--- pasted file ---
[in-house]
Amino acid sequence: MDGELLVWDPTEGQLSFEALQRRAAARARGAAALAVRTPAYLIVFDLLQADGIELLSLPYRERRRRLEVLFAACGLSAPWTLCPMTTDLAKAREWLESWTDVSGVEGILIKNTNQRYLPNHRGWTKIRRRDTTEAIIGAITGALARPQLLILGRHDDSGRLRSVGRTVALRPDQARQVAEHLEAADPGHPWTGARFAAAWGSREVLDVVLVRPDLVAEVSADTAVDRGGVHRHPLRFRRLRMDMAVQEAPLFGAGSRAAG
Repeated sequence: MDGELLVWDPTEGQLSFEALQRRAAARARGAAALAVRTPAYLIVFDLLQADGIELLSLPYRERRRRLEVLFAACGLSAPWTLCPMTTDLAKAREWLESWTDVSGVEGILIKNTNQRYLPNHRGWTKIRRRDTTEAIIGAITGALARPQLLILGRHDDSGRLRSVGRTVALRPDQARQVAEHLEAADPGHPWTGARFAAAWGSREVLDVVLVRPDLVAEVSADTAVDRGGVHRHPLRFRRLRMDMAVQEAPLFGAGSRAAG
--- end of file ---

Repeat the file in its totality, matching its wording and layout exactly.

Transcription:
[in-house]
Amino acid sequence: MDGELLVWDPTEGQLSFEALQRRAAARARGAAALAVRTPAYLIVFDLLQADGIELLSLPYRERRRRLEVLFAACGLSAPWTLCPMTTDLAKAREWLESWTDVSGVEGILIKNTNQRYLPNHRGWTKIRRRDTTEAIIGAITGALARPQLLILGRHDDSGRLRSVGRTVALRPDQARQVAEHLEAADPGHPWTGARFAAAWGSREVLDVVLVRPDLVAEVSADTAVDRGGVHRHPLRFRRLRMDMAVQEAPLFGAGSRAAG
Repeated sequence: MDGELLVWDPTEGQLSFEALQRRAAARARGAAALAVRTPAYLIVFDLLQADGIELLSLPYRERRRRLEVLFAACGLSAPWTLCPMTTDLAKAREWLESWTDVSGVEGILIKNTNQRYLPNHRGWTKIRRRDTTEAIIGAITGALARPQLLILGRHDDSGRLRSVGRTVALRPDQARQVAEHLEAADPGHPWTGARFAAAWGSREVLDVVLVRPDLVAEVSADTAVDRGGVHRHPLRFRRLRMDMAVQEAPLFGAGSRAAG